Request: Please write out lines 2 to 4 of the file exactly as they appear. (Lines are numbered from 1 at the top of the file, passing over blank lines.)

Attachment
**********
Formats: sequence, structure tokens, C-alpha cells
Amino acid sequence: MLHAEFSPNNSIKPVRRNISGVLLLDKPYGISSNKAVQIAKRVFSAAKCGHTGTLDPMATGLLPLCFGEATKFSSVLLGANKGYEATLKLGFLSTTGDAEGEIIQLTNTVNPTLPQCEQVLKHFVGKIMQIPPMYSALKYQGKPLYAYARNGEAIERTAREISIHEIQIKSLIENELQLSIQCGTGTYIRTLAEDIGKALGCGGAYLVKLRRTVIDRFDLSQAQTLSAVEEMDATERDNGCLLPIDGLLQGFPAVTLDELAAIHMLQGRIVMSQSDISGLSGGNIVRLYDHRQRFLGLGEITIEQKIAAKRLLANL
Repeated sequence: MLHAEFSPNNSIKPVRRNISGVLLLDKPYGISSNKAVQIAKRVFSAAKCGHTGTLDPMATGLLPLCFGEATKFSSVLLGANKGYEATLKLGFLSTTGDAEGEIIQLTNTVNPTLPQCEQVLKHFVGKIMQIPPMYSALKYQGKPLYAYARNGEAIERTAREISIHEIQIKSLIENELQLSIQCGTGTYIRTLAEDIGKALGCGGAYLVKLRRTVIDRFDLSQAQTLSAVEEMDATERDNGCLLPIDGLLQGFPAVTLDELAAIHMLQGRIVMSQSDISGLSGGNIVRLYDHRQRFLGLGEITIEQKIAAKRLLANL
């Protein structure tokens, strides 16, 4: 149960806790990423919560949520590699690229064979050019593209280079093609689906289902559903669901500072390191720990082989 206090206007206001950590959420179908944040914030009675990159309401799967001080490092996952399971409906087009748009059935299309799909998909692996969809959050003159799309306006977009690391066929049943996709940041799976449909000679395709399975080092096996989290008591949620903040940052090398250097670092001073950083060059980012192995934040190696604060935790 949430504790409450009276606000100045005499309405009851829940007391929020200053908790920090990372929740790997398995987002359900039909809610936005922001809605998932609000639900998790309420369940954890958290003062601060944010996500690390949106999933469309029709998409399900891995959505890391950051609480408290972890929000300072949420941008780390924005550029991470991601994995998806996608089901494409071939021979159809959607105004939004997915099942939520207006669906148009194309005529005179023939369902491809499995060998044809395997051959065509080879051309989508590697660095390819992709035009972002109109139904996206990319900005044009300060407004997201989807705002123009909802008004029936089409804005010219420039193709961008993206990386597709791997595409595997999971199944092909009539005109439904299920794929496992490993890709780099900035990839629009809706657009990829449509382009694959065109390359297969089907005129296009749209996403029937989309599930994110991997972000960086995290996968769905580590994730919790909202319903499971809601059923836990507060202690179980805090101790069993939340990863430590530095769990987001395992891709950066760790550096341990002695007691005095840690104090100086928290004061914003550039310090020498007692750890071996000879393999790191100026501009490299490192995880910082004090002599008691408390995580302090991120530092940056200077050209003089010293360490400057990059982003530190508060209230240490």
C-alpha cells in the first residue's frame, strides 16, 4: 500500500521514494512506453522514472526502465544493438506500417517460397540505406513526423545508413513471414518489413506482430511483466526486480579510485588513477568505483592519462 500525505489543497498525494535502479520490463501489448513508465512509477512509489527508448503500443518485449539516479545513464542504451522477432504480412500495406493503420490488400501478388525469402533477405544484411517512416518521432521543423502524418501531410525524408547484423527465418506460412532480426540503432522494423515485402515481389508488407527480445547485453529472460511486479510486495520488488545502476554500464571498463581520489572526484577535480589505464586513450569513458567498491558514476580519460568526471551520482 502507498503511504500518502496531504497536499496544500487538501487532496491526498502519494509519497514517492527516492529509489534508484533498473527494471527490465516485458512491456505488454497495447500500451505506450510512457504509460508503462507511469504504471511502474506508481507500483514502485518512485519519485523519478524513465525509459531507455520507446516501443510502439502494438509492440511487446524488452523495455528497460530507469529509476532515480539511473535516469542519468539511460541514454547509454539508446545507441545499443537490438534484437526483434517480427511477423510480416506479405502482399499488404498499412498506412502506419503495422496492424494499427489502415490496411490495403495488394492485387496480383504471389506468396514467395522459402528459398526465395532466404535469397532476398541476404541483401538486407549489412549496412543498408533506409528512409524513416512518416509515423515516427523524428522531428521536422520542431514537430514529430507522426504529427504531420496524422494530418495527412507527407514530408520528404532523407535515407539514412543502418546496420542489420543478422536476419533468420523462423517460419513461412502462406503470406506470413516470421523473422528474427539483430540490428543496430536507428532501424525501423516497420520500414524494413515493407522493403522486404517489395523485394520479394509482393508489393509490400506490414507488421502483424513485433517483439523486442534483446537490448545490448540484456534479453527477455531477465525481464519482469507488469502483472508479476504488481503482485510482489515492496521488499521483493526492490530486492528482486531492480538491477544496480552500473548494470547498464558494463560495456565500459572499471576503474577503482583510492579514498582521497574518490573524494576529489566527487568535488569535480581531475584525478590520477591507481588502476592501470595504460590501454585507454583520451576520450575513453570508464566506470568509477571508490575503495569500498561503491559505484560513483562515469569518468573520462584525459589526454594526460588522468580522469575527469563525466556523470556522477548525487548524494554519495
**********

Amino acid sequence: MLHAEFSPNNSIKPVRRNISGVLLLDKPYGISSNKAVQIAKRVFSAAKCGHTGTLDPMATGLLPLCFGEATKFSSVLLGANKGYEATLKLGFLSTTGDAEGEIIQLTNTVNPTLPQCEQVLKHFVGKIMQIPPMYSALKYQGKPLYAYARNGEAIERTAREISIHEIQIKSLIENELQLSIQCGTGTYIRTLAEDIGKALGCGGAYLVKLRRTVIDRFDLSQAQTLSAVEEMDATERDNGCLLPIDGLLQGFPAVTLDELAAIHMLQGRIVMSQSDISGLSGGNIVRLYDHRQRFLGLGEITIEQKIAAKRLLANL
Repeated sequence: MLHAEFSPNNSIKPVRRNISGVLLLDKPYGISSNKAVQIAKRVFSAAKCGHTGTLDPMATGLLPLCFGEATKFSSVLLGANKGYEATLKLGFLSTTGDAEGEIIQLTNTVNPTLPQCEQVLKHFVGKIMQIPPMYSALKYQGKPLYAYARNGEAIERTAREISIHEIQIKSLIENELQLSIQCGTGTYIRTLAEDIGKALGCGGAYLVKLRRTVIDRFDLSQAQTLSAVEEMDATERDNGCLLPIDGLLQGFPAVTLDELAAIHMLQGRIVMSQSDISGLSGGNIVRLYDHRQRFLGLGEITIEQKIAAKRLLANL
């Protein structure tokens, strides 16, 4: 149960806790990423919560949520590699690229064979050019593209280079093609689906289902559903669901500072390191720990082989 206090206007206001950590959420179908944040914030009675990159309401799967001080490092996952399971409906087009748009059935299309799909998909692996969809959050003159799309306006977009690391066929049943996709940041799976449909000679395709399975080092096996989290008591949620903040940052090398250097670092001073950083060059980012192995934040190696604060935790 949430504790409450009276606000100045005499309405009851829940007391929020200053908790920090990372929740790997398995987002359900039909809610936005922001809605998932609000639900998790309420369940954890958290003062601060944010996500690390949106999933469309029709998409399900891995959505890391950051609480408290972890929000300072949420941008780390924005550029991470991601994995998806996608089901494409071939021979159809959607105004939004997915099942939520207006669906148009194309005529005179023939369902491809499995060998044809395997051959065509080879051309989508590697660095390819992709035009972002109109139904996206990319900005044009300060407004997201989807705002123009909802008004029936089409804005010219420039193709961008993206990386597709791997595409595997999971199944092909009539005109439904299920794929496992490993890709780099900035990839629009809706657009990829449509382009694959065109390359297969089907005129296009749209996403029937989309599930994110991997972000960086995290996968769905580590994730919790909202319903499971809601059923836990507060202690179980805090101790069993939340990863430590530095769990987001395992891709950066760790550096341990002695007691005095840690104090100086928290004061914003550039310090020498007692750890071996000879393999790191100026501009490299490192995880910082004090002599008691408390995580302090991120530092940056200077050209003089010293360490400057990059982003530190508060209230240490």